Robbing headlines from the selection of a president for the next four years would seem a tall order, but CIA Director David Petraeus has managed to do just that. Even as some of the votes from last week's national elections were still being counted, the talk of the nation's capital turned from President Obama's sweeping electoral triumph over Mitt Romney to another sex scandal at high levels of government.
This time, it is the nation's spymaster upended by a sex scandal.
Details -- and questions -- were still emerging Sunday following the disclosure that Petraeus, 60, one of the nation's most celebrated military generals, told the president he would resign after acknowledging an extramarital affair with his biographer, Paula Broadwell, 40, a West Point graduate who spent time with him in Afghanistan starting in 2010.
Congressional leaders, including those overseeing intelligence, professed shock at the developments and dismay that the administration did not alert them sooner that Petraeus was linked to an FBI inquiry.
"We received no advance notice," Sen. Dianne Feinstein, D-Calif., chairman of the Senate Intelligence Committee, told Fox News Sunday. "It was like a lightning bolt."
At the heart of their concern: whether national security was compromised by the relationship. But there were other big questions as well, led by the mystery surrounding a second woman to emerge in the investigation.
Jill Kelley, 37, of Tampa has been identified as the woman who prompted the broader investigation into harassing e-mails that led to Broadwell, and ultimately, to Petraeus, a federal law enforcement official said. The official, who has been briefed on the matter, was not authorized to comment publicly.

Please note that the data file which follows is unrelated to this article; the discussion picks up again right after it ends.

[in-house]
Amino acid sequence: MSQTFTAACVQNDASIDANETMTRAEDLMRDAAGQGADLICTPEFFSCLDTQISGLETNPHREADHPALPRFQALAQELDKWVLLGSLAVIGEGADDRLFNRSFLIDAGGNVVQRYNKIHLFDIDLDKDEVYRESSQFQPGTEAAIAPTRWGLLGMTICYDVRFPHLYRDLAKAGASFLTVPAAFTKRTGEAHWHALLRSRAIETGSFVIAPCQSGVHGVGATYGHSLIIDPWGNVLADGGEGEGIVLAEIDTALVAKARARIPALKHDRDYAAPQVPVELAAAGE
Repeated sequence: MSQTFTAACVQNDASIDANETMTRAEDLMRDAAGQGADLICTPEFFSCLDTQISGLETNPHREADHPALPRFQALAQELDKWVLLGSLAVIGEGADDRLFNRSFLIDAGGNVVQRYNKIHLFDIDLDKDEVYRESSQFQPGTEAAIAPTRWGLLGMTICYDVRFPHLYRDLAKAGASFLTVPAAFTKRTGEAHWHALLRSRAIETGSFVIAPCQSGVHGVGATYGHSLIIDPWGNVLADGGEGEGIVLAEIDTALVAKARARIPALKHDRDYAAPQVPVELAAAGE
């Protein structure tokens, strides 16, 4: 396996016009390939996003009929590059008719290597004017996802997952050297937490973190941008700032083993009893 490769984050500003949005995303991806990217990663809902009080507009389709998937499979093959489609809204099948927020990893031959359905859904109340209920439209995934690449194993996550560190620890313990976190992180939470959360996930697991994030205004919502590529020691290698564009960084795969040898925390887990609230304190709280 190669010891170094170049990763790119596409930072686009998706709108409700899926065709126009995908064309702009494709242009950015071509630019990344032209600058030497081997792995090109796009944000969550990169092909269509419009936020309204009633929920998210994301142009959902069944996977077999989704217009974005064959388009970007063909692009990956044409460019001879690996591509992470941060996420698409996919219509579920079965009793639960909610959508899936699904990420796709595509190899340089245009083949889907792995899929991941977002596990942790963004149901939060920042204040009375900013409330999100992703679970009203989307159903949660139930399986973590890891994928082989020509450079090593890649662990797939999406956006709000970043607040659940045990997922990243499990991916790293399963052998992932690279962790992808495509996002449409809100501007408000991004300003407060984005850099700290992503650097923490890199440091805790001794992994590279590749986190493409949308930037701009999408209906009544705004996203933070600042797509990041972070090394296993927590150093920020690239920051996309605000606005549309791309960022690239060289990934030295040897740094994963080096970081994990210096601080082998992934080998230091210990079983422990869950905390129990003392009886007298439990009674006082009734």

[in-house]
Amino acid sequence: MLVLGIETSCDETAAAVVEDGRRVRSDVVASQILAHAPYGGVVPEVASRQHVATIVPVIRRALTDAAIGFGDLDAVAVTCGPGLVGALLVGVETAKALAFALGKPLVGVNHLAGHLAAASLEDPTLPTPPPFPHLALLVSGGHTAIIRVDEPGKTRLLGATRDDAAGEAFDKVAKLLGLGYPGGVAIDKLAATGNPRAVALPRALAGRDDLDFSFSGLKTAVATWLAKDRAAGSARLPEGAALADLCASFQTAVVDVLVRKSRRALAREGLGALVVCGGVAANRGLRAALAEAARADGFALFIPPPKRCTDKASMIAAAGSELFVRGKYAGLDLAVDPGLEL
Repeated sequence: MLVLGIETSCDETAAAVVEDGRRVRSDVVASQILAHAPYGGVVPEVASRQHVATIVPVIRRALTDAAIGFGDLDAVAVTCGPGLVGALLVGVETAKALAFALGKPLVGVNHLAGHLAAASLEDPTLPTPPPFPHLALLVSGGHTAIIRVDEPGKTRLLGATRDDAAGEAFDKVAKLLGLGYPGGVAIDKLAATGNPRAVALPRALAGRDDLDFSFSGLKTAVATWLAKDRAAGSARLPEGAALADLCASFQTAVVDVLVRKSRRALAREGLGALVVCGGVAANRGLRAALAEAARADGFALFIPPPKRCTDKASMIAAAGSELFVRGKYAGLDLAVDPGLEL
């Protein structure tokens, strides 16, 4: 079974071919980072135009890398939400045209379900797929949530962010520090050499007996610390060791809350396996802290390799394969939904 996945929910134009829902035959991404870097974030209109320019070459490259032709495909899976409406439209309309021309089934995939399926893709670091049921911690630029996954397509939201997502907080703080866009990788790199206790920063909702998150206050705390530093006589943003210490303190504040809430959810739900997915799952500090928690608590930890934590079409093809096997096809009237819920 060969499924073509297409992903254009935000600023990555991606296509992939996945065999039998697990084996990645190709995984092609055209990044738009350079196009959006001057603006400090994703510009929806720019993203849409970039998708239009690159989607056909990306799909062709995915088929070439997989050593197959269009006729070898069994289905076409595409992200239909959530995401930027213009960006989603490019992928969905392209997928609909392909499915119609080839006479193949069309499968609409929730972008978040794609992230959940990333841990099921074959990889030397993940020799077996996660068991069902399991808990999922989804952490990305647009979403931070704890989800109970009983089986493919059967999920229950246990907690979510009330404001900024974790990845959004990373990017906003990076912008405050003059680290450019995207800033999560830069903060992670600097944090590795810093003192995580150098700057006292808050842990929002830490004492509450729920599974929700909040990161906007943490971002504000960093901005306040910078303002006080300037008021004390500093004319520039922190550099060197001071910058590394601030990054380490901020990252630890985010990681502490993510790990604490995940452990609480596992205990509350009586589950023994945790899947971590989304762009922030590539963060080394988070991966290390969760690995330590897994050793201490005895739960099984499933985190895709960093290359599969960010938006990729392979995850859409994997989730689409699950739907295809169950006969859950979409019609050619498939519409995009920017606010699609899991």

Kelley serves as a social liaison to MacDill Air Force Base in Tampa, where the military's Central Command and Special Operations Command are located. Jill Kelley and her husband, Scott, hired Washington, D.C.-based crisis manager Judy Smith and attorney Abbe Lowell.
Smith issued a statement on behalf of the family late Sunday: "We and our family have been friends with General Petraeus and his family for over 5 years. We respect his and his family's privacy and want the same for us and our three children."
The Petraeus drama unfolded as the CIA was being put on the griddle in Senate and House hearings this week as it investigates the attack on the U.S. Consulate in Benghazi, Libya, where the U.S. ambassador, Chris Stevens, and three of the spy agency's employees were killed Sept. 11 this year.
His resignation adds to the embarrassment of the CIA, already reeling from the Libya violence, and fueled more questions from Congress about the agency.
Lawmakers said it's possible that Petraeus will still be asked to appear on Capitol Hill to testify about what he knew about the U.S. response to that incident.
The White House on Sunday declined to comment on the timing of the Petraeus disclosure, but Feinstein said that his resignation had nothing to do with the Benghazi controversy.
"Absolutely not," Feinstein said.
Meanwhile, Kelley first reported receiving harassing e-mails in the late spring to early summer, the law enforcement official said. The allegation triggered a broader inquiry when the FBI examined a trove of electronic communications, which allegedly pointed to Broadwell and the relationship with the CIA director.
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